Last May, we wrote an article here about recent findings that the 3rd leading cause of death in the U.S. was medical mistakes caused by doctors, hospitals, and other medical personnel.
New information now made public shows that these mistakes, including delays in treatment, cause the death of at least 100,000 patients a year, and possibly as many as a half a million.
At Theodoros & Rooth we have over 110 years combined experience fighting for justice for those that have been harmed or even die as a result of negligence on the part of any medical provider. These are people we should be able to trust.
Now hospitals, specifically, are in the spotlight.
A Bloomberg editorial out recently notes that, “No one knows the exact number, and that points up an underlying problem: Hospitals almost universally resist confessing when a medical error hurts or kills a patient, because admitting fault can expose them to lawsuits. Getting them to overcome this reluctance is essential — to let patients and their families know the truth, and to ensure that hospitals become safer by learning from their mistakes.”
The federal government has made what some would call a feeble attempt to change this. According to Bloomberg, “It demands that hospitals be accredited to qualify for Medicare funds, and the largest accrediting organization, a private group called the Joint Commission, requires hospitals to tell patients or families when something goes seriously wrong. But this rule isn’t enforced; hospitals don’t lose their accreditation when they conceal errors.”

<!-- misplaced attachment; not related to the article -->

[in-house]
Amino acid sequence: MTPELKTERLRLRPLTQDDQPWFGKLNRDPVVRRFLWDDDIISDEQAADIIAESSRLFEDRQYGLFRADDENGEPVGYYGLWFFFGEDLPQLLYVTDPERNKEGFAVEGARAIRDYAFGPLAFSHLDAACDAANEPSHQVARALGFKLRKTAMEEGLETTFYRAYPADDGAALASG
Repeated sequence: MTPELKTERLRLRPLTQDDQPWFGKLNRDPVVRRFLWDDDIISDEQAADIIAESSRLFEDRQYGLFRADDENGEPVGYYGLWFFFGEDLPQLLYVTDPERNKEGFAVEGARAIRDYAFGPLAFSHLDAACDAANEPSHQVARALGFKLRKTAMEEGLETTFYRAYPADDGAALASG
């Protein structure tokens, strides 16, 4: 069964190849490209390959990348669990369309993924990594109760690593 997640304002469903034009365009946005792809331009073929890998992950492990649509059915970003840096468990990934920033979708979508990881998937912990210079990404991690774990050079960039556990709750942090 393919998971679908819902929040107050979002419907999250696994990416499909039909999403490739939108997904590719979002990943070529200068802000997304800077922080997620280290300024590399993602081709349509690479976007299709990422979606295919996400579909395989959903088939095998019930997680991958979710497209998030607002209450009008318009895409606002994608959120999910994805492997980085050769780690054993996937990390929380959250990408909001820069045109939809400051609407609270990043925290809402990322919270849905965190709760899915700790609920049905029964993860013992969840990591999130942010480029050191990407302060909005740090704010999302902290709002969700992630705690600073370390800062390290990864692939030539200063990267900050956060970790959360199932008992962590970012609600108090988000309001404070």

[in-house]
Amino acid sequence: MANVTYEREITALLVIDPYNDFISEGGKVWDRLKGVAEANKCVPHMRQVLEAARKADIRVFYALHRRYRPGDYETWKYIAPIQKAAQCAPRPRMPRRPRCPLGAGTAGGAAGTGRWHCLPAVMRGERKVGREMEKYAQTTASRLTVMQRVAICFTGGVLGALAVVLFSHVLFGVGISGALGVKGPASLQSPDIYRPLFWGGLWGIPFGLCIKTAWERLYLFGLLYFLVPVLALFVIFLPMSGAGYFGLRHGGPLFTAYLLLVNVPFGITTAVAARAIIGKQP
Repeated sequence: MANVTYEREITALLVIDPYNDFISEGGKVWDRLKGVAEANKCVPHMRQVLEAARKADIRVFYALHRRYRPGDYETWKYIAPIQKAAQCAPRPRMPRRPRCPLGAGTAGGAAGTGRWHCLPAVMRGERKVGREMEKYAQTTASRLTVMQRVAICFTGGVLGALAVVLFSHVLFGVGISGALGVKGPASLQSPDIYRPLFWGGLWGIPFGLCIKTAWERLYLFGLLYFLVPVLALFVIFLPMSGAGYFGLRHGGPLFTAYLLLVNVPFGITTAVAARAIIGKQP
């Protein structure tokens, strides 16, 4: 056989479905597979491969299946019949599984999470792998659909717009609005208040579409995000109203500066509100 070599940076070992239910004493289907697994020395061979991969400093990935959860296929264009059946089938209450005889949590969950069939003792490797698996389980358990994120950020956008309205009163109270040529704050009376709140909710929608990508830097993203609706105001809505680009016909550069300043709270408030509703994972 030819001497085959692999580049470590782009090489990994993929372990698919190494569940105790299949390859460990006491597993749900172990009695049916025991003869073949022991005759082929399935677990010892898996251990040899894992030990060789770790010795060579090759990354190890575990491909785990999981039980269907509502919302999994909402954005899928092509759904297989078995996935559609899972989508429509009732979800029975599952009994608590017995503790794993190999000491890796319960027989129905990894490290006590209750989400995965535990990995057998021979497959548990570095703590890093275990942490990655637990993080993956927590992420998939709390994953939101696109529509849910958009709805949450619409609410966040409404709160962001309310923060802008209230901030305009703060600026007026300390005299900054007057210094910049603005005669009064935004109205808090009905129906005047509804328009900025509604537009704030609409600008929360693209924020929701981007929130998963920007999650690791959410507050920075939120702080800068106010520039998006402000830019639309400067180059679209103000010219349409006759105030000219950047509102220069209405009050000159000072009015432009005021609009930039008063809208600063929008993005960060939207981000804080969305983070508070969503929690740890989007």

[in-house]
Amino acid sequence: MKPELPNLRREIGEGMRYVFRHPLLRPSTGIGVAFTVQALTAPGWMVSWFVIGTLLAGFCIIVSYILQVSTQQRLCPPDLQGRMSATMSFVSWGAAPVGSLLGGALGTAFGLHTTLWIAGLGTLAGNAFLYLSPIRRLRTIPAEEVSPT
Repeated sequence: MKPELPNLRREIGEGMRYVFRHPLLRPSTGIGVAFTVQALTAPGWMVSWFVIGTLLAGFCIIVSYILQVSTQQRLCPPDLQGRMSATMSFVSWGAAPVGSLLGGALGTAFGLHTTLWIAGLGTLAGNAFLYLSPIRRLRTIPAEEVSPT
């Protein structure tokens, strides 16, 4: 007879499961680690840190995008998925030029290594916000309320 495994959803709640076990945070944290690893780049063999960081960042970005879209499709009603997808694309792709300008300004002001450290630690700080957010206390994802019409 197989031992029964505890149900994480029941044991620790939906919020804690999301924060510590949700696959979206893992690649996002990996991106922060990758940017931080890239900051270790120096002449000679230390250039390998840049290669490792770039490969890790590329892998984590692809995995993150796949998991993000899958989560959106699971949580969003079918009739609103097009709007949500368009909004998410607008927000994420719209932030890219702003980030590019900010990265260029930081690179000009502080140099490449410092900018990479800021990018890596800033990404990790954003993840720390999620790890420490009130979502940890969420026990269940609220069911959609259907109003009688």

Now the the Department of Health and Human Services is (HHS) trying something new. It’s recommending that hospitals quickly admit fault for their errors and offer compensation, by following a detailed set of steps. The University of Michigan Health System, MedStar Health, and other hospitals have adopted the model. Research has demonstrated why it works: When patients and families are given the truth, they become less likely to sue.
Still, hospitals are hesitant to admit error and are hesitant to offer any type of settlement. The best programs acknowledge this by requiring hospital staff to recommend that patients or families get legal representation, and by submitting to outside audits to ensure compensation offers are fair.
We strongly agree with the Bloomberg editorial that the “HHS should make its plan more than just a recommendation. Hospitals should face federal penalties for failing to report errors, including, at a minimum, the loss of some Medicare funding. The come-clean approach can save lives, and hospitals should be not just encouraged, but required, to follow it.”
It is very important to Theodoros & Rooth that the victims of medical negligence receive justice and fair compensation for the injuries, pain, and suffering that they have had to endure.
Call us immediately if you believe that you, a friend, or a loved one has been injured because of medical malpractice. A consultation is always free of charge. If we determine you have a case, Theodoros & Rooth will aggressively fight for your rights and be on your side from beginning to end.
*Portions of this article were taken from a recent commentary by the Editorial Board at Bloomberg News.